Previous Post
Next Post

There’s some debate rumbling ’round the Internet about moving and shooting. Some gun gurus say move then shoot; make sure you have a stable platform before you send rounds towards a person or persons posing a lethal threat. Other say move and shoot; get your rounds on target as you’re moving towards cover or concealment (or just running away). Then get to a stable platform, if you need it. Others say it depends. Right answer! Of course it depends. A defensive gun use has enough variables to make meteorology look like basic math. But the question is: how should you train for this whole movement misegos? Well . . .

If you think your default option should be to move then shoot, train yourself to do it. Move then shoot – making sure you’re moving somewhere sensible. Yes, there is that. Even when you leave a square range behind, most shooting takes place in a fairly sterile environment. Unless you’ve set up cover and/or concealment, it’s going to be a bit of a hike to get to it. Then do it.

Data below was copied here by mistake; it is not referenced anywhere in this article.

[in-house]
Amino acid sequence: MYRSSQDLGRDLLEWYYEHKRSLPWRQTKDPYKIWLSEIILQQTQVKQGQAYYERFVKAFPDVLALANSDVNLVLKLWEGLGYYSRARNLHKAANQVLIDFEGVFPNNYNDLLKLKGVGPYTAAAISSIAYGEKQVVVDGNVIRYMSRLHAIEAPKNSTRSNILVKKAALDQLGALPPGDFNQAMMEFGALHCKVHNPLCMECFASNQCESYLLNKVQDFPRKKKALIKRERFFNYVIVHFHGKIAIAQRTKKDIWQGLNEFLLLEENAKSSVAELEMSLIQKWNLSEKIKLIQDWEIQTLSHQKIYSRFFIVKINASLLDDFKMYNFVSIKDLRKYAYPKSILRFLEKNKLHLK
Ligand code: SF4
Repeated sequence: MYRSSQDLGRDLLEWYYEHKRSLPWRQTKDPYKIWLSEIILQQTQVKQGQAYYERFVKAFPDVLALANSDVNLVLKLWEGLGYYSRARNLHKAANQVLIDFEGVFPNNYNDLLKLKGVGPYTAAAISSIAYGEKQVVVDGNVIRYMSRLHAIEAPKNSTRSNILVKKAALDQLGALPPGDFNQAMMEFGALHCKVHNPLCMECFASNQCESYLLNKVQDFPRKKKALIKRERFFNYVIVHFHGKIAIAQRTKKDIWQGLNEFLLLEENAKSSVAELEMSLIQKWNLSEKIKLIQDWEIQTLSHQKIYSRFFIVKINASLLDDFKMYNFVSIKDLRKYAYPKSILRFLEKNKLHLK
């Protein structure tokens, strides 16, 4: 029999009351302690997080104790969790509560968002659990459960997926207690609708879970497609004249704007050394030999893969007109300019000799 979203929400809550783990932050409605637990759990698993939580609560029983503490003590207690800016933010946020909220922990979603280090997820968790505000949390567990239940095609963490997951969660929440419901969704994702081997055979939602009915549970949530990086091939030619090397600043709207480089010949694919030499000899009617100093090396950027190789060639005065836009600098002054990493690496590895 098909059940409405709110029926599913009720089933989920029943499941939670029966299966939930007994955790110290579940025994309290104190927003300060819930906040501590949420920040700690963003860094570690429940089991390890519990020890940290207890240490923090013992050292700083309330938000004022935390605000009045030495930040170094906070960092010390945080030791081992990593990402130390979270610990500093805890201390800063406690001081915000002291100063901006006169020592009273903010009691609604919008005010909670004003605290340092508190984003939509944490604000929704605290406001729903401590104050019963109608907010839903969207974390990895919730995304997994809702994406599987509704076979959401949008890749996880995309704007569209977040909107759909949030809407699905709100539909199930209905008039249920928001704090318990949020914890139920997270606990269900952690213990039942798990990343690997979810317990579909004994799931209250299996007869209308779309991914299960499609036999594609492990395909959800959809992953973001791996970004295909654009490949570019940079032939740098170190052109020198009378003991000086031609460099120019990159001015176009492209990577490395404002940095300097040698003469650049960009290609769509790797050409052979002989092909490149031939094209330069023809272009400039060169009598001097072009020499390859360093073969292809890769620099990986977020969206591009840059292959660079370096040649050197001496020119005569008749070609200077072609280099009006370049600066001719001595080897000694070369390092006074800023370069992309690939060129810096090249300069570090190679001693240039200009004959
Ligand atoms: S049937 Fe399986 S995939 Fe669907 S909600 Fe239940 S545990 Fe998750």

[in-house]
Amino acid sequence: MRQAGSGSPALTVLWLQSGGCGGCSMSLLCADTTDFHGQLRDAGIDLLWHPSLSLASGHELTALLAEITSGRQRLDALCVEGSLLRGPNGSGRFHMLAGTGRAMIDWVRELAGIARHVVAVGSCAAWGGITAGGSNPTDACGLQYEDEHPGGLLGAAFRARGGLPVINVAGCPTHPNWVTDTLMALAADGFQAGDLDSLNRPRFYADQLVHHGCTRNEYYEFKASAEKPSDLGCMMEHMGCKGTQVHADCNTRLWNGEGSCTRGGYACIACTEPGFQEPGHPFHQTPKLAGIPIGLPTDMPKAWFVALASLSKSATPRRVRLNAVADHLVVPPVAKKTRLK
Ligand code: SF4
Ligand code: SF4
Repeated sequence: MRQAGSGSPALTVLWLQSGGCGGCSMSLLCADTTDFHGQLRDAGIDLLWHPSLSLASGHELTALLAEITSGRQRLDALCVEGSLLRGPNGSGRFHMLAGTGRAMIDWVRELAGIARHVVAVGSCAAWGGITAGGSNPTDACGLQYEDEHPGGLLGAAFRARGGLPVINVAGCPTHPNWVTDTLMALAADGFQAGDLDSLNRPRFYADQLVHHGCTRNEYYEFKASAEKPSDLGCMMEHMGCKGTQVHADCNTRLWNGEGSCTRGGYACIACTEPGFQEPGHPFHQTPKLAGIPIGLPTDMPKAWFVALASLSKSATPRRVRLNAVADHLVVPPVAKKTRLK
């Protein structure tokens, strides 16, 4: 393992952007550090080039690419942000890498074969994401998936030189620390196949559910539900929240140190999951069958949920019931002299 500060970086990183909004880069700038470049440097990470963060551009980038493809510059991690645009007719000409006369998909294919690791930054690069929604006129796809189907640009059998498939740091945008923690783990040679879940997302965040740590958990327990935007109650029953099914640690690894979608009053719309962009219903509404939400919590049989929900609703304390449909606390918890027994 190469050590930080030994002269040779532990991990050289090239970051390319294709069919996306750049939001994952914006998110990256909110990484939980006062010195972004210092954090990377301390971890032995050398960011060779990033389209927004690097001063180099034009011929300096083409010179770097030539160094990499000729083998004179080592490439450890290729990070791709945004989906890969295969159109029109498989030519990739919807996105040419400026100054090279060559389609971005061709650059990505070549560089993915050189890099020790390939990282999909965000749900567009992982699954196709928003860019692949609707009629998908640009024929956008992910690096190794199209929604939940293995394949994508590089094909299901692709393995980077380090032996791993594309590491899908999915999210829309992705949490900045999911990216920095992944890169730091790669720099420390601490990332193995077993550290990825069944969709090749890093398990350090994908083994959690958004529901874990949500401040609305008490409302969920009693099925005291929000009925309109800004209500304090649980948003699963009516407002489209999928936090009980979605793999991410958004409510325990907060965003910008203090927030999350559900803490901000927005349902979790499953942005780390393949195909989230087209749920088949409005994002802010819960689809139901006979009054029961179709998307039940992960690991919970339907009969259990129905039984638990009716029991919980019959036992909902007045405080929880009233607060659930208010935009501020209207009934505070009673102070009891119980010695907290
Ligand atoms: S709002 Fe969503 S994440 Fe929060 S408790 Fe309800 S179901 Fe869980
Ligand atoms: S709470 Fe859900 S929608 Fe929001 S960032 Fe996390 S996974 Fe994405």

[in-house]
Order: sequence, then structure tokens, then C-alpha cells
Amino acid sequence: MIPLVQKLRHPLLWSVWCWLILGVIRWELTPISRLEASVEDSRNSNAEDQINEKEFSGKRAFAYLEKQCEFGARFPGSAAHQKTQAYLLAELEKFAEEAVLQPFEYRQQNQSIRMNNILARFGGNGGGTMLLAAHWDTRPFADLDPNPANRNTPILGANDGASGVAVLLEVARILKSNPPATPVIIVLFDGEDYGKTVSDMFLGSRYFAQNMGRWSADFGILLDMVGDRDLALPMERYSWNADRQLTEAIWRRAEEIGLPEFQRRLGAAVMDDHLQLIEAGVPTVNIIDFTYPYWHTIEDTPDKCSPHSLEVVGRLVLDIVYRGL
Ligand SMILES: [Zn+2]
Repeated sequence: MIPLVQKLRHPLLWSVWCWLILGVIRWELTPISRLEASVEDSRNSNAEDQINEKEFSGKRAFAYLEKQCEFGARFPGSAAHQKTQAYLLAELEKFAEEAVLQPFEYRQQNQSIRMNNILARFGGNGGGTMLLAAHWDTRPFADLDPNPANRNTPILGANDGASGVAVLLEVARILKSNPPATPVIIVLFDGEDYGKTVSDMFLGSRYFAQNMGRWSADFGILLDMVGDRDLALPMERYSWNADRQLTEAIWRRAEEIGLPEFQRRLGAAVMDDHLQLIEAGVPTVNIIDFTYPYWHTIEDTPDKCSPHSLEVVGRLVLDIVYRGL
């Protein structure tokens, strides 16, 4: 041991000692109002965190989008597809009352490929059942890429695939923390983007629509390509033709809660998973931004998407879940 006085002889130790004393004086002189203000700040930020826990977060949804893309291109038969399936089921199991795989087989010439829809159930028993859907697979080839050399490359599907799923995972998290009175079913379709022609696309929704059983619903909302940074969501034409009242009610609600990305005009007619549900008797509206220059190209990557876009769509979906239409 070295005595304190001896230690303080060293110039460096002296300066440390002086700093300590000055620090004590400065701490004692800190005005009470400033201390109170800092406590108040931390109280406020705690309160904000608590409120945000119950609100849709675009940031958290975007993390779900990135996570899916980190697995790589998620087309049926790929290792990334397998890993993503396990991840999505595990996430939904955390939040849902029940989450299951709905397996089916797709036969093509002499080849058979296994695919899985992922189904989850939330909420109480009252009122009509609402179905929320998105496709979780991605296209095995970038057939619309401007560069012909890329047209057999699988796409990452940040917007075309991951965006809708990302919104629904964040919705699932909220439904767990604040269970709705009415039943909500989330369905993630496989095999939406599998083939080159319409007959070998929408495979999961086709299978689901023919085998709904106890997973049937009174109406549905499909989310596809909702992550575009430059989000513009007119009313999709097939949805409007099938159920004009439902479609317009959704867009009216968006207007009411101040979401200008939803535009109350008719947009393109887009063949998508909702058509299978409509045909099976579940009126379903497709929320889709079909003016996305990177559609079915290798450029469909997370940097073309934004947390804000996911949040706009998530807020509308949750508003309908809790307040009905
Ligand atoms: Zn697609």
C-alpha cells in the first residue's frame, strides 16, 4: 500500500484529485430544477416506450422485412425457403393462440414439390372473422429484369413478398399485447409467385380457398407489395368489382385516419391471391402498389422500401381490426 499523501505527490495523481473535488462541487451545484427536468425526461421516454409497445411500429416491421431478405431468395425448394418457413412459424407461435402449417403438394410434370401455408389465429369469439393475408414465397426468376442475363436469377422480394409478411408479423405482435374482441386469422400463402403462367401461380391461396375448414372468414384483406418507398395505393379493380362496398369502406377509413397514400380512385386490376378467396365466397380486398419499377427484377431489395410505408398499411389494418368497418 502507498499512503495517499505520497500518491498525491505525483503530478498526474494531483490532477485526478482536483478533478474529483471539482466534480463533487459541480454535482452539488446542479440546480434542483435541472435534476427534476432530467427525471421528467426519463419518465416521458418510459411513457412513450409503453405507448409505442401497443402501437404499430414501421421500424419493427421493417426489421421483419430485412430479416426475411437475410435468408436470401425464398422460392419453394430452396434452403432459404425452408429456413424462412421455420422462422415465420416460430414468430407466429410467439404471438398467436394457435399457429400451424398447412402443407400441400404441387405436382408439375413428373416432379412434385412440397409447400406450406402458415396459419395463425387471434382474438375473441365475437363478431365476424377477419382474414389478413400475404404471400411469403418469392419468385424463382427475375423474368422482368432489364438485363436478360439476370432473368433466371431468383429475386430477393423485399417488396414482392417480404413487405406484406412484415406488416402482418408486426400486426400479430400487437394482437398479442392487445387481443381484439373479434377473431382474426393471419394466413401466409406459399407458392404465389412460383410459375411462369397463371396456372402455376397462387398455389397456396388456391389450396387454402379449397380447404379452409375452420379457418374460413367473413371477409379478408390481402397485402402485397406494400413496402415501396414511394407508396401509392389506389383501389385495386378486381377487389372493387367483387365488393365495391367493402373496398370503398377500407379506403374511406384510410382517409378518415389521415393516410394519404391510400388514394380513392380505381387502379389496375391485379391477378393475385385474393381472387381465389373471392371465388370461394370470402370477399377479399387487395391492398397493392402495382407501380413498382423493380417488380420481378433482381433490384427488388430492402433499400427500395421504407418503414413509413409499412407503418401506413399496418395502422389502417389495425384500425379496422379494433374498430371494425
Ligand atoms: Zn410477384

Equally, change it up. Moving sideways a step or two to get away from, say, a direct knife assault is all well and good, but what about forwards or backwards? You don’t have to watch The Wrath of Khan to know that 3D thinking gives you a strategic advantage. You only get access to that advantage through carefully considered training. Again, do it. Because . . .

Every time you don’t get to proper cover or concealment when you move then shoot, you’re training yourself not to get to cover or concealment. Call it “muscle memory” or “subconscious programming.” No matter what you call it, repetitious training creates reflexive action. One-step-left-and-shoot your go-to firing sequence? That’s what you’ll do under stress. Take a knee? Same deal.